It’s hard for me to believe that once I suffered regularly from dizziness and nausea.
An apparently inherited condition – several female members of my family have it – it appeared to be brought on by stress and tiredness.
It was mild, but it was very unpleasant while it lasted.
When I began hoopdance two years ago I thought I may not be able to continue with it because of the nausea and dizziness. Turning and spinning with the hoop are essential skills, but they made me feel off-balance and sick. But my love for the hoop was so great that I couldn’t give it up. Not even for the sake of my balance. I kept pushing on through and tried to ride the unpleasant sensations rather than fighting them.
And then the day came when I realised I hadn’t had an attack of dizziness and nausea for weeks, then months. Not only that, I was enjoying the sensation making myself dizzy through spinning with my hoop. It’s a different sort of dizziness to the version I used to suffer from, although I can’t exactly explain how. But I do know that spinning in circles can be very focusing – your surroundings disappear and all that’s left are you and your hoop.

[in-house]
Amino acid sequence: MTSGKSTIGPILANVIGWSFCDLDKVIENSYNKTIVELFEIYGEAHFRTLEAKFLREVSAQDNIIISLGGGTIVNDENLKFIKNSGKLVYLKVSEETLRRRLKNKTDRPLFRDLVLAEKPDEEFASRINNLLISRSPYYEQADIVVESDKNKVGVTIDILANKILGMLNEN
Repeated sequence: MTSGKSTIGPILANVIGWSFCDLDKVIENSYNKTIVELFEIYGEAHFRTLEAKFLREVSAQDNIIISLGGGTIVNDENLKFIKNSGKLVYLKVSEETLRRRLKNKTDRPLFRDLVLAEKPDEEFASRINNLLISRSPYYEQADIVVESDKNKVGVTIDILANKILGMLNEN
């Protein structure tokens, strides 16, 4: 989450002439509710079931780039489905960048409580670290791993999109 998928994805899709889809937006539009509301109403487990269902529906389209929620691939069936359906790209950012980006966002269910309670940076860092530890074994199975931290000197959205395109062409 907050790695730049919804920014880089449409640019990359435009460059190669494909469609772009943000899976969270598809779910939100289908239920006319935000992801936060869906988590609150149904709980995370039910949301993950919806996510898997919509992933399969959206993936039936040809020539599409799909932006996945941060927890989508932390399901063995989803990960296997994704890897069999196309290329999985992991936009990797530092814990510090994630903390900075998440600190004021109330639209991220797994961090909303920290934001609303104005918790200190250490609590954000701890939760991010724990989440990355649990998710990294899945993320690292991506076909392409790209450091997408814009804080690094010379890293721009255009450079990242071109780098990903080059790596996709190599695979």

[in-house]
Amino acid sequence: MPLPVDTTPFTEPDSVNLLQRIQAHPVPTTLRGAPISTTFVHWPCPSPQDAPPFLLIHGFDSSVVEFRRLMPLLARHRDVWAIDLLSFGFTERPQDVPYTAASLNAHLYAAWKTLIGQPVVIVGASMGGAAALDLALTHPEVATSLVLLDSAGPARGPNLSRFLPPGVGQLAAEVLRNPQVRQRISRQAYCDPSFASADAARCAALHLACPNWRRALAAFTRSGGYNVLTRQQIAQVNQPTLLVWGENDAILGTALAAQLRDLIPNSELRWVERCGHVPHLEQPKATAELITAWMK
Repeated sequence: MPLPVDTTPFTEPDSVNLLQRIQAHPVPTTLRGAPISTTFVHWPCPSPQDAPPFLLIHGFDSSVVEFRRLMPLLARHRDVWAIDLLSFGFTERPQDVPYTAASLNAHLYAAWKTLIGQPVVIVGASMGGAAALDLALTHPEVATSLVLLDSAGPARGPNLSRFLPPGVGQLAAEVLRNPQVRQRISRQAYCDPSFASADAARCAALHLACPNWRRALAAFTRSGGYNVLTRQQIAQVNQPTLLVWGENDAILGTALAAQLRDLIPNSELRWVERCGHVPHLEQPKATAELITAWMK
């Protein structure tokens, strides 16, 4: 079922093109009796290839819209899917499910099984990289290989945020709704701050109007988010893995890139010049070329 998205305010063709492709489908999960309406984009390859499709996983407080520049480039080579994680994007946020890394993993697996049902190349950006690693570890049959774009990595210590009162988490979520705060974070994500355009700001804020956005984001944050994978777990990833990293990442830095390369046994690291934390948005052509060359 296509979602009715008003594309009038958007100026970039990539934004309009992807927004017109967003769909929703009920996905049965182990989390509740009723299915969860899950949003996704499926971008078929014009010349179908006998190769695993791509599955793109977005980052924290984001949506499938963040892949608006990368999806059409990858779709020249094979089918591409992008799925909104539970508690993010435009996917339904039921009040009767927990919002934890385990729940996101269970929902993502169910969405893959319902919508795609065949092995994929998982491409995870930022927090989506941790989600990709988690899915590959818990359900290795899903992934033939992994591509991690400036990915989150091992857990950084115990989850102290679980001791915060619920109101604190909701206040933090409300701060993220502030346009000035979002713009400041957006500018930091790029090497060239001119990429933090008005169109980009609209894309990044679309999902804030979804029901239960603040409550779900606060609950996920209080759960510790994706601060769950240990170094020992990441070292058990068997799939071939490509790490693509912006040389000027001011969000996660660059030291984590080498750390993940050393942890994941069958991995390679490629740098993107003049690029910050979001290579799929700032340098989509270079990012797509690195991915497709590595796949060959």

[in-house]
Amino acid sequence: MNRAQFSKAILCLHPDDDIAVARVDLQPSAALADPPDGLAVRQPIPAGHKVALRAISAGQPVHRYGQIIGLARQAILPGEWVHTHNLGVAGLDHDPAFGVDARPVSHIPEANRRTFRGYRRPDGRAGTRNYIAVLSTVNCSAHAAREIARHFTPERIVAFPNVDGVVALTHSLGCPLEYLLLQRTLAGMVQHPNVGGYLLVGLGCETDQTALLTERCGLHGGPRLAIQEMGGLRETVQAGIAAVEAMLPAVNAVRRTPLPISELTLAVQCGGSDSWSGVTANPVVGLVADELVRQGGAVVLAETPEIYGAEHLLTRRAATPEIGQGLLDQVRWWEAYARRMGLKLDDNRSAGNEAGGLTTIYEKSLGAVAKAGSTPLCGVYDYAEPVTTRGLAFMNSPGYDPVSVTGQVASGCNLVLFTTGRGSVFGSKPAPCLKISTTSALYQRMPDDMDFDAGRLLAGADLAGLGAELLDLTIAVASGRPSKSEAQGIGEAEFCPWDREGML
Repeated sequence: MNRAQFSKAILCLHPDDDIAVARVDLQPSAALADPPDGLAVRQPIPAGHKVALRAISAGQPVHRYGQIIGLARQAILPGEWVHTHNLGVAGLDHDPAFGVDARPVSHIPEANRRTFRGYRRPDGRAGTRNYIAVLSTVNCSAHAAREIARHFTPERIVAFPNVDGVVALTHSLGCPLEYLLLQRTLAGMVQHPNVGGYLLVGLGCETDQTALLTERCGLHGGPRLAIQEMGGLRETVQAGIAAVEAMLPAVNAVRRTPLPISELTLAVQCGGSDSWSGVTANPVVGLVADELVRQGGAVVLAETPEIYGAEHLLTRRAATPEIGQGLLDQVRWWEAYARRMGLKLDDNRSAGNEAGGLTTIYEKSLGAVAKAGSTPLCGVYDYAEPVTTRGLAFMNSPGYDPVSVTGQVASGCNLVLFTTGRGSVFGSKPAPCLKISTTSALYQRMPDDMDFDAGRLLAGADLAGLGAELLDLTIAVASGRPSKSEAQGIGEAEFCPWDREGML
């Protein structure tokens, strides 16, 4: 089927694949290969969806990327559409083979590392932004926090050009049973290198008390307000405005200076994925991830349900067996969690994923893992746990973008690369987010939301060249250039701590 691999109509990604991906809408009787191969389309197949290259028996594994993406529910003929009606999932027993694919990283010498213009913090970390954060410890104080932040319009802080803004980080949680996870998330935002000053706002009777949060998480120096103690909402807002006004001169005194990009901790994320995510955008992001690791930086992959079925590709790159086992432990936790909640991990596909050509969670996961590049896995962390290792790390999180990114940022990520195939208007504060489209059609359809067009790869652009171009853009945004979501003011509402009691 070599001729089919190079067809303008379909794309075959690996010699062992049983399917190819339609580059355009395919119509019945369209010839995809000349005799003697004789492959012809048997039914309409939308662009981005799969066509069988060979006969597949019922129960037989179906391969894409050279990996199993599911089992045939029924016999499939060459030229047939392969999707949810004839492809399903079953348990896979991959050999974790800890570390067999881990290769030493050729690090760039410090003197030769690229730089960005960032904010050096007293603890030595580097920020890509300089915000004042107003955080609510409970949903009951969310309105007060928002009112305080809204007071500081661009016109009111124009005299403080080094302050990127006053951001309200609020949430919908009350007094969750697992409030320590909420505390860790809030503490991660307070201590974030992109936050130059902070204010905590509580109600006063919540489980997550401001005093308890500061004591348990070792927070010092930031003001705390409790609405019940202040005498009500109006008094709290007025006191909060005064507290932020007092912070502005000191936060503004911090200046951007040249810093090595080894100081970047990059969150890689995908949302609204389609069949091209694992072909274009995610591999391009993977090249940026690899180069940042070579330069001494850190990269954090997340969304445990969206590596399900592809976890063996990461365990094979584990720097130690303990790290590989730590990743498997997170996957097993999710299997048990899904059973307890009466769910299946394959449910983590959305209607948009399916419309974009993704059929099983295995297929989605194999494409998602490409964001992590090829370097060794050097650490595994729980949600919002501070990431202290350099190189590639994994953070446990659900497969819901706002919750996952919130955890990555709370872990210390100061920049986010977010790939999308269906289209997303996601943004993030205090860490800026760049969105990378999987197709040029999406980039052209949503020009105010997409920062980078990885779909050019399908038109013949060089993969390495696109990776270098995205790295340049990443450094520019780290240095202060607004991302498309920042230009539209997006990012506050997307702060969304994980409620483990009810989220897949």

I’ve spun myself around for long enough now that I know my dizziness and my body’s reaction to it very well. I know where my edge is and when to stop, so I don’t cause myself harm. I know when the dizziness will kick in. I know what to do to ease the dizziness away.
One of my earliest and most dedicated students also had a problem with dizziness and nausea. She couldn’t do the slowest turn without her head spinning; but she loved to hoop. I shared with her my story. “I can’t guarantee the same thing will happen to you but you never know…”
At Monday night’s hoop jam I noticed this woman doing the most beautiful continuous vortex, which requires a lot of turning. Of course I had to remark on how far she’d come from the days when she was afraid to attempt that move.
She giggled like a girl. “It’s my favourite move. I love spinning in circles!”